Guillermo family and San Francisco District Attorney's office meet for first time; #justiceforstephen continues
May 21, 2014 12:11 PM
The Guillermo family buried its dead last week.
In a bit of justice for my 26-year-old cousin Stephen, thank goodness I checked my email during the funeral.
Dr. Sophie Clavier, his advisor at San Francisco State, had informed me the school would grant his degree in International Relations posthumously.
But academic justice is one thing. We still had to deal with the mysterious reality of the law.
When the victim of a shooting death is a family member and your attorney is the DA, it can be strange.
The DA is your friend? He should be--if he's your attorney, fighting for you. Your tax dollars at work, right?
So in that spirit of openness and transparency, the family welcomed Assistant District Attorney David Merin into our San Francisco living room.
It was a 30-minute dialogue to help us understand the process. And it did give some hope to family members of Stephen Guillermo, though it all seemed strangely surreal to me.
Merin said he's still looking into the case.
For the family members who have been kept in the dark, that's something.
"I've got an open mind," Merin said, as he acknowledged getting all the files on Tuesday and even briefing his boss, District Attorney George Gascon, about the case that morning of our meeting. "We saw all of you out there too," he added, indicating that the family's vigils at the Hall of Justice and news media presence have been noticed.
Merin said he had no doubt that Amisi Kachepa, the suspect previously held, was Stephen's killer, in the early morning shooting in Kachepa's apartment on May 3.
But Merin said he was still evaluating the evidence to see if there would be enough to charge him.
First sign that we've entered the surreal. There's a killer and the DA can't charge him?
Merin said he'd like to see the Medical Examiner's report to get more insight, and that could take some time. The family really welcomes that.
We want the DA to go over everything for as long as he needs.
And Merin indicated he'd like to hear from more people who might know about the incident or the people connected to it.
Those with information to share about the case and the people involved are asked to call David Merin at the SF DA's office at 415.553.1751.
Merin said the prime suspect Kachepa had been relocated and is no longer at the apartment building where Guillermo family members still live.
Merin also said there were no travel restrictions on Kachepa and that he was free to continue to arm himself. Police Chief Greg Suhr had previously told the family the same thing and said the weapon used to kill Stephen was being held as evidence.
The meeting then ended. Merin had his own family business to attend to. His daughter's birthday dinner.
Merin clearly doesn't want specific details of the investigation to get out.
But it's also clear to me the "Castle doctrine" in California remains his biggest challenge.
In previous posts, I've asked if there was no break-in and no intrusion, how could the Castle doctrine apply? Castle is based on the belief that one has a right to defend one's castle and use deadly force if there's an intruder under a reasonable threat of danger.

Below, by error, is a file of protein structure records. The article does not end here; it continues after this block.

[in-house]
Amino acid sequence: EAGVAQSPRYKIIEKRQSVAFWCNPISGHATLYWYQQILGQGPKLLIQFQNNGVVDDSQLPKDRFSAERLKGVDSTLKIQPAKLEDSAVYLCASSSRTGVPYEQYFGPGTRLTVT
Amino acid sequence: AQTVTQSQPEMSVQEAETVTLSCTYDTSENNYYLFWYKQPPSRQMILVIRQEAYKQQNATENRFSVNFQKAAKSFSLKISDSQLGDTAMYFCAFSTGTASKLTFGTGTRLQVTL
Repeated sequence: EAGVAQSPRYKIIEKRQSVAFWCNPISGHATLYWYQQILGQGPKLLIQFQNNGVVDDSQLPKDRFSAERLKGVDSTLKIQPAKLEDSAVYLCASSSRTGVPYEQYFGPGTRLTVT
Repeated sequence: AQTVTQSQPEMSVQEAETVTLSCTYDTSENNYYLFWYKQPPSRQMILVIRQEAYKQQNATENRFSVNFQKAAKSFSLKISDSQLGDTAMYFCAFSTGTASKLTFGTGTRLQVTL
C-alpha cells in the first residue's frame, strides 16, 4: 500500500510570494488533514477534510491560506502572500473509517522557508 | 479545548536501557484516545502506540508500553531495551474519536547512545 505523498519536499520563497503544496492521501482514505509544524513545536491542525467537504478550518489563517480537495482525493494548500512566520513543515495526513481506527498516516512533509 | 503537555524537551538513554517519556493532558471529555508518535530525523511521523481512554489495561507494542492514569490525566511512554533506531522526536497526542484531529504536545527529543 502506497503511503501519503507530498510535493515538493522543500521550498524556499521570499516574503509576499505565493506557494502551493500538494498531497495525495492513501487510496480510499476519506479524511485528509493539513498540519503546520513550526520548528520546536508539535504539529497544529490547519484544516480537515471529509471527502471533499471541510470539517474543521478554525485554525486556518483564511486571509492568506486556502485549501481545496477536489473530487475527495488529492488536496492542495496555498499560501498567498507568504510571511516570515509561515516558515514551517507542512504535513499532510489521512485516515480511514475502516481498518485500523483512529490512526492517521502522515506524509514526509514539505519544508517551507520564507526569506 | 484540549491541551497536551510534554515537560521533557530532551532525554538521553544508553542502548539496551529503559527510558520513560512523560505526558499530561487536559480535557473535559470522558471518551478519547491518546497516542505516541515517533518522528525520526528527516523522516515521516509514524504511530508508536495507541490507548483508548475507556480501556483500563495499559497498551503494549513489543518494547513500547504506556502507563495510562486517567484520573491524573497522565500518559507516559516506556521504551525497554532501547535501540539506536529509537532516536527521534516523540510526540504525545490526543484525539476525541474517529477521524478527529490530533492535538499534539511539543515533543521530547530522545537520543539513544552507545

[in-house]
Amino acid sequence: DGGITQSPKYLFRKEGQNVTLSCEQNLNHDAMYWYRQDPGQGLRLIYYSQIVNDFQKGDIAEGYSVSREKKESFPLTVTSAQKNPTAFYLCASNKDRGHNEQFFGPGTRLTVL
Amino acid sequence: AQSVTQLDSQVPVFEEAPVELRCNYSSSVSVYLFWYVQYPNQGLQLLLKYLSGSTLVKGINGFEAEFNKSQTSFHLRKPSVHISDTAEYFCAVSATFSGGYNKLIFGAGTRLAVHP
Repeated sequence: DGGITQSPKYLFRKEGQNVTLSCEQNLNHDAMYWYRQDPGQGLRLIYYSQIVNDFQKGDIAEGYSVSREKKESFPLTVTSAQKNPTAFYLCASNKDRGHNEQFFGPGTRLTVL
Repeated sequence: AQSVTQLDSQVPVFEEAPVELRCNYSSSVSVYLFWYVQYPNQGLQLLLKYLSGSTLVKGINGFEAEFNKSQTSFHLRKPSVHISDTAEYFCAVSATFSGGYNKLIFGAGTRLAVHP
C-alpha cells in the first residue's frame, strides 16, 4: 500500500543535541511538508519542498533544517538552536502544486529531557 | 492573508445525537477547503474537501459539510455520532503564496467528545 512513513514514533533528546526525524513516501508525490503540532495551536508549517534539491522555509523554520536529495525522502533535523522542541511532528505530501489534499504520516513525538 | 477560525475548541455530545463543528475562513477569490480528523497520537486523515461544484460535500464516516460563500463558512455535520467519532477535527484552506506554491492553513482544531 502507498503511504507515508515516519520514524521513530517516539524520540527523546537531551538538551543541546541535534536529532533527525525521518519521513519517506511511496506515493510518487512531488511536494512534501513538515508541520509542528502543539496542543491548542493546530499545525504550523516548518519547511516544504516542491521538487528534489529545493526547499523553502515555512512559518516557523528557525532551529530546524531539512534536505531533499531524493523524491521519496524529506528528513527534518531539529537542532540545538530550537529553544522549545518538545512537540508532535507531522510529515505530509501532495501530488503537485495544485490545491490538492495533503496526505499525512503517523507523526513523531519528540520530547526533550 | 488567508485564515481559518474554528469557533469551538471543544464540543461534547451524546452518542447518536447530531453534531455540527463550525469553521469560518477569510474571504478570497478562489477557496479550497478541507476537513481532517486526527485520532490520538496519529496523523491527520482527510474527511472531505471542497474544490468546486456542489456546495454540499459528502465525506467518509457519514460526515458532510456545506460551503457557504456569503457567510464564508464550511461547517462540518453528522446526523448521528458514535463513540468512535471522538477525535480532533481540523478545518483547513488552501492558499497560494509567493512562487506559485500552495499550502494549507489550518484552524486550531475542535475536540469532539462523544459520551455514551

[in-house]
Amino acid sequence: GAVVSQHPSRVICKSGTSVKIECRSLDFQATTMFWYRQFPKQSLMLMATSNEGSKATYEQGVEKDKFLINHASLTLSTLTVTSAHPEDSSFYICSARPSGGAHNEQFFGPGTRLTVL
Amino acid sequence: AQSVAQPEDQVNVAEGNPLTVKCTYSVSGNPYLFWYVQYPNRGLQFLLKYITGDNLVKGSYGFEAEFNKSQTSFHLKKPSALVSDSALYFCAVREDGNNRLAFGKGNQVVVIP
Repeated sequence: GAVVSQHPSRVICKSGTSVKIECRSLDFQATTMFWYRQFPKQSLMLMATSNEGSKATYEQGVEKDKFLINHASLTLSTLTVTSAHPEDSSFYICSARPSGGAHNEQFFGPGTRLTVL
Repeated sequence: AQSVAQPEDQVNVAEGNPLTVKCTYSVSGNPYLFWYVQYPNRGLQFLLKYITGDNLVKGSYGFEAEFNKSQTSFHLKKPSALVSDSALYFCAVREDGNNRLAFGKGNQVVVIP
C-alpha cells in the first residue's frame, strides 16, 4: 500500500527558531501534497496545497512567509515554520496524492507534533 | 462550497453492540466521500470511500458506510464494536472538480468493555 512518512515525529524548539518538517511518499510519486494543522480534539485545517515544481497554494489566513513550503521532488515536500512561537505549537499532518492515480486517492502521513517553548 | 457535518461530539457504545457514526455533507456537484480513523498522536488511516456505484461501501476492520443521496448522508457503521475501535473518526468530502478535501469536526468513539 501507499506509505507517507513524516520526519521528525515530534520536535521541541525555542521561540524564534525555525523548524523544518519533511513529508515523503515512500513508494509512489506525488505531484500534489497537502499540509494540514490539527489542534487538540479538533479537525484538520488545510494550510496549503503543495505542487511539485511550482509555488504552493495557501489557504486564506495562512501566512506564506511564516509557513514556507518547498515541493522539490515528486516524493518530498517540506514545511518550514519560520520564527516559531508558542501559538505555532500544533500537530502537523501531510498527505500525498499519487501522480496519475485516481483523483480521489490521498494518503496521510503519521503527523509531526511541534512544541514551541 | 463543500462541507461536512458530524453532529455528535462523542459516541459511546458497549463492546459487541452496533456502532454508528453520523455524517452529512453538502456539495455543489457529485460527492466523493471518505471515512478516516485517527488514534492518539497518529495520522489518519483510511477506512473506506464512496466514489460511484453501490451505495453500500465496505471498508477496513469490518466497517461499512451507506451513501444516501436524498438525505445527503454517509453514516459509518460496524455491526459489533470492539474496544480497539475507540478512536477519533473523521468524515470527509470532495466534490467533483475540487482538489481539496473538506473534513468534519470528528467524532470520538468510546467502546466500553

Nothing the DA shared with the family suggests the danger was real.
Not with unarmed, non-violent Stephen, half the size of his shooter.
You shouldn't be killed for being let into the wrong apartment.
But Castle puts us in another world. It takes logic back to the Wild West. It's a century of case law that simplifies things to the point where you can take the law into your own hands and use deadly force if you sense an imminent threat in your home.
Ask law-abiding people on the street about their right to Castle and you'll get a blank stare. It's the law, not a privilege of paying high rents in San Francisco.
Yet, you'll find it's only gun owners know Castle in order to know exactly when and how they can shoot to kill legally.
That's how senseless the gun laws are. Castle was intended to protect the home. It's become more about protecting gun zealots so they can use their guns and shoot to kill with confidence.
Know the law, and you can get away with murder.
Make an innocent mistake and walk into the wrong place, and you can pay with your life.
The family hopes the DA will find enough to charge Stephen's killer.
While Castle allows the presumption of a reasonable threat, it's possible that presumption could be overcome.
But it's a fight.
I hope the DA will have the courage and political will to continue to fight for us and to let a jury decide what is right for the City and County of San Francisco.
DAs, judges, and politicians all fear voters. But without even trying to test the law, inaction leaves innocent people potentially exposed--to gun owners, who misuse their guns and then hide behind Castle.
There was one hopeful remark from Merin.
I asked him if use of a gun against Stephen seemed reasonable in this situation.
He said, "I think there's an element of overreaction to it."
Understatement of the year? Sure, but if that's really his feeling, there could be a sliver of hope as the investigation continues for #justiceforstephen.
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